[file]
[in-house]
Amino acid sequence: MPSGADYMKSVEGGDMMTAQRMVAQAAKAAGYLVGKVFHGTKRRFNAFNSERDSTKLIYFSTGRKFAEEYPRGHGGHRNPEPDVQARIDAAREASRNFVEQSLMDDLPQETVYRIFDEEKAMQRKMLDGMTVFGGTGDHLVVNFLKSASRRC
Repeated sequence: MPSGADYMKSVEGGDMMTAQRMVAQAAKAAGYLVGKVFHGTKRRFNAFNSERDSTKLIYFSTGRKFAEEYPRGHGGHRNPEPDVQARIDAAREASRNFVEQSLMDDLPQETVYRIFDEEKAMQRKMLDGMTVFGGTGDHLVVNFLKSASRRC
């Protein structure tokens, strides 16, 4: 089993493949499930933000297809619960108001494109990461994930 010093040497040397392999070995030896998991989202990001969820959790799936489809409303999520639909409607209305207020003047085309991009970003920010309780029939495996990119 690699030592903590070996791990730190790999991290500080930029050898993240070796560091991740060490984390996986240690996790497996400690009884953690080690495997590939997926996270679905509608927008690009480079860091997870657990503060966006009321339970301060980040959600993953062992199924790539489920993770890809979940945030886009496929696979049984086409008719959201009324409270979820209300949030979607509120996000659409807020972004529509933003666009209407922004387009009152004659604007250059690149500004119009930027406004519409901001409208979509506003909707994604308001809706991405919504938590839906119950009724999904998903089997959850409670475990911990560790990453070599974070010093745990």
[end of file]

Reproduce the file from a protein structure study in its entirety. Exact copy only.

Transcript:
[in-house]
Amino acid sequence: MPSGADYMKSVEGGDMMTAQRMVAQAAKAAGYLVGKVFHGTKRRFNAFNSERDSTKLIYFSTGRKFAEEYPRGHGGHRNPEPDVQARIDAAREASRNFVEQSLMDDLPQETVYRIFDEEKAMQRKMLDGMTVFGGTGDHLVVNFLKSASRRC
Repeated sequence: MPSGADYMKSVEGGDMMTAQRMVAQAAKAAGYLVGKVFHGTKRRFNAFNSERDSTKLIYFSTGRKFAEEYPRGHGGHRNPEPDVQARIDAAREASRNFVEQSLMDDLPQETVYRIFDEEKAMQRKMLDGMTVFGGTGDHLVVNFLKSASRRC
């Protein structure tokens, strides 16, 4: 089993493949499930933000297809619960108001494109990461994930 010093040497040397392999070995030896998991989202990001969820959790799936489809409303999520639909409607209305207020003047085309991009970003920010309780029939495996990119 690699030592903590070996791990730190790999991290500080930029050898993240070796560091991740060490984390996986240690996790497996400690009884953690080690495997590939997926996270679905509608927008690009480079860091997870657990503060966006009321339970301060980040959600993953062992199924790539489920993770890809979940945030886009496929696979049984086409008719959201009324409270979820209300949030979607509120996000659409807020972004529509933003666009209407922004387009009152004659604007250059690149500004119009930027406004519409901001409208979509506003909707994604308001809706991405919504938590839906119950009724999904998903089997959850409670475990911990560790990453070599974070010093745990």